e·mol·li·ent(eeMOHleeyent) n. A mixture of oils from animal, vegetable, or mineral sources found in most moisturizers and bodycreams that soothe & soften the skin, protect it from dryness, and even reduce inflammation. Emollients help to restore the skin’s moisture balance by forming a protective film, trapping moisture in the skin so that it can’t escape. (They sound a little evil, don’t they?) These ingredients are a necessity for those with eczema. Continue reading “Beauty, Defined: What Are Emollients?” »
li·po·somes (LY-poh-zohms) n. tiny balls of lipids (fats) derived from a mixture of water and phospholipids that deliver moisture to the skin and are used in moisturizers. Because of their small molecular size, they are able to penetrate the cell wall particularly well. They are also able to absorb water-solublenutrients and vitamins.
Liposomes are not active themselves, but are believed to function in creams as carriers of various encapsulated active substances that otherwise could not penetrate the skin’s fatty layers. Once applied, stored nutrients and vitamins are theoretically released into the skin or hair.
However, there’s some argument that liposomes are ineffective because scientists speculate that they break down when they hit the skin’s surface, before they can aid in having active ingredients penetrate the skin. Skin is intended to act as a protective barrier – designed by evolution to keep us safe from the elements of the world that might damage us. Because of this, it’s more difficult than beauty advertisers would like you to think for their ingredients to penetrate and rejuvenate this protective barrier.
Get ready for some science, girls! The latest buzz in beauty and skincare products surrounds nanotechnology, which basically means the manipulation of extremely small particles. The idea is, teeny tiny ingredients can get deeper into the skin, contact more skin layers, and work faster.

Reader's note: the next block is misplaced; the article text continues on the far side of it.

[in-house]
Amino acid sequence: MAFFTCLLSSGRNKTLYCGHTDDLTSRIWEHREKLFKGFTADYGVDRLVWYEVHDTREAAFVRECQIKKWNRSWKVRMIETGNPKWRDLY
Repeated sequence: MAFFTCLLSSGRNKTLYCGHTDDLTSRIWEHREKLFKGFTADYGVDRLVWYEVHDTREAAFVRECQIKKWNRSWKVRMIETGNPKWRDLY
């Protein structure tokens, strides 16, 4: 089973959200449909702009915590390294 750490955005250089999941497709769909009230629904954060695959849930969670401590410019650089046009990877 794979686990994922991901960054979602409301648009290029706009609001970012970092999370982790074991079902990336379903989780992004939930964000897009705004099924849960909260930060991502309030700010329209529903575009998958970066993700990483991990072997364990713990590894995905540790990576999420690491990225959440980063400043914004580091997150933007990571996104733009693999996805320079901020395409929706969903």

Yet another beauty term you probably don’t know, but that likely touches your face every day: titanium dioxide. Sounds scary, doesn’t it? Not so much! Read on and don’t be afraid.
ti·tan·i·um di·ox·ide (ty-TAY-nee-um di-OX-ide) n. An ingredient found in many mineral makeup and skincare products, titanium dioxide is a naturally mined mineral considered to be a very effective sunscreen.
Titanium dioxide protects skin from sun damage by reflecting the sun’s rays. Its light reflecting qualities are only surpassed by diamonds! It also offers full coverage and helps makeup stick to your skin.
Three cheers for titanium dioxide! It just goes to show it doesn’t have to sound pretty to make you pretty.
Ready for a rant? We all know marketers do plenty of things to walk the fine line between the truth and what sells – and makeup is one of the most guilty product categories. (Who hasn’t gotten a little pissed at a clearly Photoshopped mascara ad? Seriously, how is that not literally the definition of “false advertising”?!) One seemingly innocent category – the use of the term “hypoallergenic” in cosmetic packaging and marketing materials.
Hypoallergenic cosmetics are makeup products that the manufacturers and/or their marketing teams claim produce fewer allergic reactions than other cosmetic products. Tons of makeup products advertise that they’re hypoallergenic, and in a sense, they’re right – all products available on the retail market in the US are FDA-approved and thus have fewer substances in them that will cause your skin to have an allergic reaction than, say, walking through a recently pesticide-spritzed overgrowth of ragweed. The truth is, there’s no real definition of “hypoallergenic” as far as FDA regulations go. The FDA attempted to regulate the term way back in the 70s, but their rules were later declared invalid. If you have sensitive skin, you know that one product can cause a reaction as easily as another.